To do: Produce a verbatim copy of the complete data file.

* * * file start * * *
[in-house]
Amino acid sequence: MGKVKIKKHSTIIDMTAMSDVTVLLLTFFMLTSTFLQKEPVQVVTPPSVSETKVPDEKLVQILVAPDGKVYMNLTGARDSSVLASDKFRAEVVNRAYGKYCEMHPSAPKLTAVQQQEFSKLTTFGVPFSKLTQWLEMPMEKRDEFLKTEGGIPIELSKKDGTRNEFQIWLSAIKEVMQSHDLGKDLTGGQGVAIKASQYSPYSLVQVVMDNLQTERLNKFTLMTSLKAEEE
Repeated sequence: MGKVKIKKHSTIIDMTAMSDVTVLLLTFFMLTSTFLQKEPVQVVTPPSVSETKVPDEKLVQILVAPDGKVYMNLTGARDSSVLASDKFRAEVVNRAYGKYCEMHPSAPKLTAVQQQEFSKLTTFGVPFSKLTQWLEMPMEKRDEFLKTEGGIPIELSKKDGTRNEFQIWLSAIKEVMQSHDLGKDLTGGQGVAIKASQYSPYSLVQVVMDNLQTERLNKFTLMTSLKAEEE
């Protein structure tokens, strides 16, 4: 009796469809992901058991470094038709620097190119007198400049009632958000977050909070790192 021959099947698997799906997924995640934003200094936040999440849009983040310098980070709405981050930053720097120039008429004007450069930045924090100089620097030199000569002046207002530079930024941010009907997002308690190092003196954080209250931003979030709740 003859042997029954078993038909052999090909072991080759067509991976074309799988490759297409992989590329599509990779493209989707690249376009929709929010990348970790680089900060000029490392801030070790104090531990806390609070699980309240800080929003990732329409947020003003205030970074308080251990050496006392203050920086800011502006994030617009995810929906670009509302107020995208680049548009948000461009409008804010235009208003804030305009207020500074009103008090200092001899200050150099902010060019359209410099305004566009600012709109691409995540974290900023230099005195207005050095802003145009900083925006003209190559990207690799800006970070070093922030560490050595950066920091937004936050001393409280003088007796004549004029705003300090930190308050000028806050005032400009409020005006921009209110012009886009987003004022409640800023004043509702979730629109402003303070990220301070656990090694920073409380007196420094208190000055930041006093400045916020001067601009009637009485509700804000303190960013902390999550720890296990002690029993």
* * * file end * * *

[in-house]
Amino acid sequence: MGKVKIKKHSTIIDMTAMSDVTVLLLTFFMLTSTFLQKEPVQVVTPPSVSETKVPDEKLVQILVAPDGKVYMNLTGARDSSVLASDKFRAEVVNRAYGKYCEMHPSAPKLTAVQQQEFSKLTTFGVPFSKLTQWLEMPMEKRDEFLKTEGGIPIELSKKDGTRNEFQIWLSAIKEVMQSHDLGKDLTGGQGVAIKASQYSPYSLVQVVMDNLQTERLNKFTLMTSLKAEEE
Repeated sequence: MGKVKIKKHSTIIDMTAMSDVTVLLLTFFMLTSTFLQKEPVQVVTPPSVSETKVPDEKLVQILVAPDGKVYMNLTGARDSSVLASDKFRAEVVNRAYGKYCEMHPSAPKLTAVQQQEFSKLTTFGVPFSKLTQWLEMPMEKRDEFLKTEGGIPIELSKKDGTRNEFQIWLSAIKEVMQSHDLGKDLTGGQGVAIKASQYSPYSLVQVVMDNLQTERLNKFTLMTSLKAEEE
């Protein structure tokens, strides 16, 4: 009796469809992901058991470094038709620097190119007198400049009632958000977050909070790192 021959099947698997799906997924995640934003200094936040999440849009983040310098980070709405981050930053720097120039008429004007450069930045924090100089620097030199000569002046207002530079930024941010009907997002308690190092003196954080209250931003979030709740 003859042997029954078993038909052999090909072991080759067509991976074309799988490759297409992989590329599509990779493209989707690249376009929709929010990348970790680089900060000029490392801030070790104090531990806390609070699980309240800080929003990732329409947020003003205030970074308080251990050496006392203050920086800011502006994030617009995810929906670009509302107020995208680049548009948000461009409008804010235009208003804030305009207020500074009103008090200092001899200050150099902010060019359209410099305004566009600012709109691409995540974290900023230099005195207005050095802003145009900083925006003209190559990207690799800006970070070093922030560490050595950066920091937004936050001393409280003088007796004549004029705003300090930190308050000028806050005032400009409020005006921009209110012009886009987003004022409640800023004043509702979730629109402003303070990220301070656990090694920073409380007196420094208190000055930041006093400045916020001067601009009637009485509700804000303190960013902390999550720890296990002690029993």